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Economic Analysis

Inflation is Always and Everywhere a Monetary Phenomenon

Outside the Box

February 7, 2005

A few weeks ago, I posted a letter by Dr. Gary shilling on why he thinks there is deflation in our future. For another look at the inflation-deflation debate, this week's letter is by Myles Zyblock, who is Chief Institutional Strategist & Director of Capital Markets Research at the Royal Bank of Canada. Myles takes a look at why we have not seen a big increase in inflation even though the Fed has added vast amounts of monetary liquidity since the late 1990's. Milton Friedman's equation of...

Social Security’s Flawed Assumption

Thoughts from the Frontline

February 4, 2005

Social Security in the US (and the equivalent in Europe and Japan), as well as some pension plans, might be in far worse shape than you think. And the reason may be very good news for you, and almost certainly will be for your kids. Potentially very good indeed. Today we take a look at one potential pitfall in the future of Social Security that no politician is talking about.

I had told myself that with so many people writing about Social Security that I should just go on to another...

Emotion, neuroscience and investing: Investors as dopamine addicts

Outside the Box

January 31, 2005

Once again we look at one of my favorite analysts and behavioral finance thinker, James Montier of Dresdner Kleinwort Wasserstein in London. James wrote a fascinating book two years ago called "Behavioural Finance: A User's Guide" and puts out ongoing research like the one we will enjoy today. Long time readers will recognize the name because I have discussed many of his ideas in my weekly letter "Thoughts From the Frontline," my book "Bull's Eye Investing" and in "Outside the Box." While the...

Insiders Send a Signal

Thoughts from the Frontline

January 28, 2005

Is the US stock market rolling over? What are insider investors telling us? Are there sectors that might run counter to the overall trend? We look at a variety of topics this week, I point some of my hedge fund and institutional managers to an excellent source for information on insider investing and point the rests of my readers to a new book which shows you how to separate the "Vital Few from the Trivial Many." All in all, it should be an informative letter.

But before we delve into...

Shades of Irrational Exuberance

Outside the Box

January 24, 2005

Readers know that Paul McCulley of Pimco, and his cohort Bill Gross, are two of my must read economic analysts. Pimco is in Newport Beach California and oversee more than $400 Billion in assets, predominately in fixed income.

Last week my weekly letter called "The Problem with the Endgame" quoted some of Paul McCulley's January 2005 Fed Focus letter. This article was so interesting that I decided to make it this week's Outside the Box. The letter is a little longer than normal, but well worth...

China: One Coin, Two Faces

Thoughts from the Frontline

January 21, 2005

This week we begin what will be a series of occasional letters on China. The topic, like the country, is so vast that it cannot be adequately dealt with in one short letter. Today, we will take a long range view into the future, looking at how China will develop vis-a-vis the developed world.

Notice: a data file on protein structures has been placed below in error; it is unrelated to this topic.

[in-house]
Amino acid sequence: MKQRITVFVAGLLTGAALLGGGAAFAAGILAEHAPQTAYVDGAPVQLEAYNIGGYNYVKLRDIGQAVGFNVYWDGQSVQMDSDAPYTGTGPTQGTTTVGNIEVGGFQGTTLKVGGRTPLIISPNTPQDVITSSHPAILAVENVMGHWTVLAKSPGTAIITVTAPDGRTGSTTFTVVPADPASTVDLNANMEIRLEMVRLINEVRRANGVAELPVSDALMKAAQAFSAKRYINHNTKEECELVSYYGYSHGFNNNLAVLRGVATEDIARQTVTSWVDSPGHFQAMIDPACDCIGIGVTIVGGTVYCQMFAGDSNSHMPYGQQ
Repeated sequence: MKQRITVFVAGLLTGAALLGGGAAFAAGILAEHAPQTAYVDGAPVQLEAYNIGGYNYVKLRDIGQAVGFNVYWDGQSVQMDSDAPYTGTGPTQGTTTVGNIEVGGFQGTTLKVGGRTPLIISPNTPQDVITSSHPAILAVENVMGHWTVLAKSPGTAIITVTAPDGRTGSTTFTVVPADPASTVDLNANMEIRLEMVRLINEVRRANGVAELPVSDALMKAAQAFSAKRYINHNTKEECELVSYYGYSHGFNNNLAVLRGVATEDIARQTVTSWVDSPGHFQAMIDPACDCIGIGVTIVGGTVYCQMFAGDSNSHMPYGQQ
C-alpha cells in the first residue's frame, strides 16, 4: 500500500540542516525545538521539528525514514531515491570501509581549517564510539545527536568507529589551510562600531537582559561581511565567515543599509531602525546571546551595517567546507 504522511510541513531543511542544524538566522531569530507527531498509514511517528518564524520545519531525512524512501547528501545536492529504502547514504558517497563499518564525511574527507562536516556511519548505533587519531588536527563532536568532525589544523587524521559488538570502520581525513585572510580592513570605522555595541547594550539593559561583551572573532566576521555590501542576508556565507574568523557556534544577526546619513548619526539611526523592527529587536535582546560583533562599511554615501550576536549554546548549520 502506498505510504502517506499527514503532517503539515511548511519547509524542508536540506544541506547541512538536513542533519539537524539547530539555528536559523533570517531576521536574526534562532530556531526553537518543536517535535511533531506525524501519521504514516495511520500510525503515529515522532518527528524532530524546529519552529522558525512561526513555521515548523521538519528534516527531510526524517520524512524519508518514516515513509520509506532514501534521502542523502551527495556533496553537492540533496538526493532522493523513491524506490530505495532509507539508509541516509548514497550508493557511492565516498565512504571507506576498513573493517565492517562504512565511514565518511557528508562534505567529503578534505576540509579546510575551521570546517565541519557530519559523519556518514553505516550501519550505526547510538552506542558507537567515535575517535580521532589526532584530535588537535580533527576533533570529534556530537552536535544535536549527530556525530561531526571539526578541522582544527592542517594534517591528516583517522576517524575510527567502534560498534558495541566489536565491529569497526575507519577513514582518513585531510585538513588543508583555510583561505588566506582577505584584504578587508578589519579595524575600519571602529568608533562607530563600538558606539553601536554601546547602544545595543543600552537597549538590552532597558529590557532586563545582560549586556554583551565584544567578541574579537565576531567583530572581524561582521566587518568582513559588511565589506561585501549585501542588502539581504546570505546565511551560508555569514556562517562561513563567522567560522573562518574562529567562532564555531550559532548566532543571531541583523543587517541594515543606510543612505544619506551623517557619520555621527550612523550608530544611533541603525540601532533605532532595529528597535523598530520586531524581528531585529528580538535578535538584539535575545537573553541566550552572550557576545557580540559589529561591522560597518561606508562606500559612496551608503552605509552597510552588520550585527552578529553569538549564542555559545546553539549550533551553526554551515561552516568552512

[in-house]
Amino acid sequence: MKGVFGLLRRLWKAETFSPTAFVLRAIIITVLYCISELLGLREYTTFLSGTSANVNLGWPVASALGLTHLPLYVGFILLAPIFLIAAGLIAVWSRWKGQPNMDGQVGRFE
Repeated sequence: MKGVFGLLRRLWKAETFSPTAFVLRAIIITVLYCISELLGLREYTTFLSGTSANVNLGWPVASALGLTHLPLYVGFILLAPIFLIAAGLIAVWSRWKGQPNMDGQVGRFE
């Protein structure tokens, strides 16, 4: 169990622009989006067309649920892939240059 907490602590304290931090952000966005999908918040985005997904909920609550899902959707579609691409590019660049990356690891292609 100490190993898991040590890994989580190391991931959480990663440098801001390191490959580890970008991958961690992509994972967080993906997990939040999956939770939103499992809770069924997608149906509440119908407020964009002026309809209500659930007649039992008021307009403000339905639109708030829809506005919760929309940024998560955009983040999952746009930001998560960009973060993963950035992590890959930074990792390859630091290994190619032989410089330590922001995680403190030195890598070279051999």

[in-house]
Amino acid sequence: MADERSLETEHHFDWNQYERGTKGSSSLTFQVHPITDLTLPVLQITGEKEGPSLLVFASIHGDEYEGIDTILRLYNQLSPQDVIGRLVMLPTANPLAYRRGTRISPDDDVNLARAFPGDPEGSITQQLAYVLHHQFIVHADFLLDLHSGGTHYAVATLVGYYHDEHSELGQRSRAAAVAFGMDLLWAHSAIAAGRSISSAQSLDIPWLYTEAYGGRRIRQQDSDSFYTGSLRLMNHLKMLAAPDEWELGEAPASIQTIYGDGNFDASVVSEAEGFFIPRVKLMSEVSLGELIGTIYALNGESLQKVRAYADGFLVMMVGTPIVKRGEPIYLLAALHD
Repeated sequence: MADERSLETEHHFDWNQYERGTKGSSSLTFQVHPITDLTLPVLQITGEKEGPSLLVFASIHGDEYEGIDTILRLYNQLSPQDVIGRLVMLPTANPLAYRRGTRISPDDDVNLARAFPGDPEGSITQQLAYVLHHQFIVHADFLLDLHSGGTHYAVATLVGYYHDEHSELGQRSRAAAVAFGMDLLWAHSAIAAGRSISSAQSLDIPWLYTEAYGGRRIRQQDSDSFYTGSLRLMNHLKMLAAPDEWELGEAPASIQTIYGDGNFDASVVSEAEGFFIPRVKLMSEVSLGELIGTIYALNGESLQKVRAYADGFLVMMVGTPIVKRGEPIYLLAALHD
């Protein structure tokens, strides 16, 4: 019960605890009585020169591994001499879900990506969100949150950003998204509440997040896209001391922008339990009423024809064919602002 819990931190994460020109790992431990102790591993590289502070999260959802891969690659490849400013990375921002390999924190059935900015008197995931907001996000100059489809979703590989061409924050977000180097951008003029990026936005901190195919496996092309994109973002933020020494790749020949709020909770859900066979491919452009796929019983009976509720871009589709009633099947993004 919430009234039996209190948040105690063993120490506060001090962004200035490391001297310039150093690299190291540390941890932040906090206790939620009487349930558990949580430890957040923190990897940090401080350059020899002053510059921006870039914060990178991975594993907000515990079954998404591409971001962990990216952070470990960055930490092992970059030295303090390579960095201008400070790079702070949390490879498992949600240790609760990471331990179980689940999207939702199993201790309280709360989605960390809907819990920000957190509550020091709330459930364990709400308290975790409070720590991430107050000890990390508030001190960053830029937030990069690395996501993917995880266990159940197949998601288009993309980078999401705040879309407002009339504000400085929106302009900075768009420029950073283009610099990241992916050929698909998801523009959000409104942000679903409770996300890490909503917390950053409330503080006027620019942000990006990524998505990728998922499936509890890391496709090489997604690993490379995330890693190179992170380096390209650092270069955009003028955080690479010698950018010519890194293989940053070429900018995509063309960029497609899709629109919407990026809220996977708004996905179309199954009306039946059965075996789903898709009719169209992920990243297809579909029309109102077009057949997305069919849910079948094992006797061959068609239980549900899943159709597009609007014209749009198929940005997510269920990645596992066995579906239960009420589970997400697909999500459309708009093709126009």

There is a mountain of material on China, as I can personally attest to, having gone through hundreds of pages of reports, essays, and data in the past few weeks. Much of the writing falls into...

2004 Quarterly Review and Outlook

Outside the Box

January 17, 2005

This week's letter is once again from two of my favorite economists, Van Hoisington and Dr. Lacy Hunt of Hoisington Investment Management Company in Austin, Texas. They offer a view on bonds which, as Van noted in a conversation with me this week, disagrees with my 2005 forecast of last week. It is important to read well-reasoned opinions which disagree with your own, which is one of my foremost thoughts when selecting each week's article for Outside the Box.

And there are reasons to pay...

The Problem of the Endgame

Thoughts from the Frontline

January 14, 2005

Last week we looked at my 2005 Forecast. This week, we ponder the far more interesting question of where I could (or will be!) be wrong and why and what would be the consequences.

This week's topic came about as I was talking on Tuesday with Van Hoisington of Hoisington Investment Management Company. He and Dr. Lacy Hunt had just published their 2005 Forecast and I considered it quite thoughtful. I called to ask if we could use it for next Monday's Outside the Box.

The Sure-Thing Syndrome

Outside the Box

January 10, 2005

This week I put out my 2005 forecast that called for a See-Saw Economy. The theme being that the economy will not take off or crater but continue to move along at a relatively slow upward pace. There will be an end game to this cycle, but I don't see it this year.

One of my favorite economists, Stephen Roach, of Morgan Stanley gives us an insight into what one of the major components of that end game will look like. Let's take a look at his comments on the end of the carry trade and the...

Forecast 2005: The See-Saw Economy

Thoughts from the Frontline

January 7, 2005

Once again it's time for me to demonstrate the foolhardy part of my nature by putting to electronic pen my forecast for 2005. I spend more research time on this one letter than on any four or five combined, simply reading hundreds of pages of research, looking at mountains of data all in an effort to try and catch the gist of the markets. It is a daunting task, but one to which I actually look forward, as it challenges the mind like few other endeavors.

If I go into as much detail as...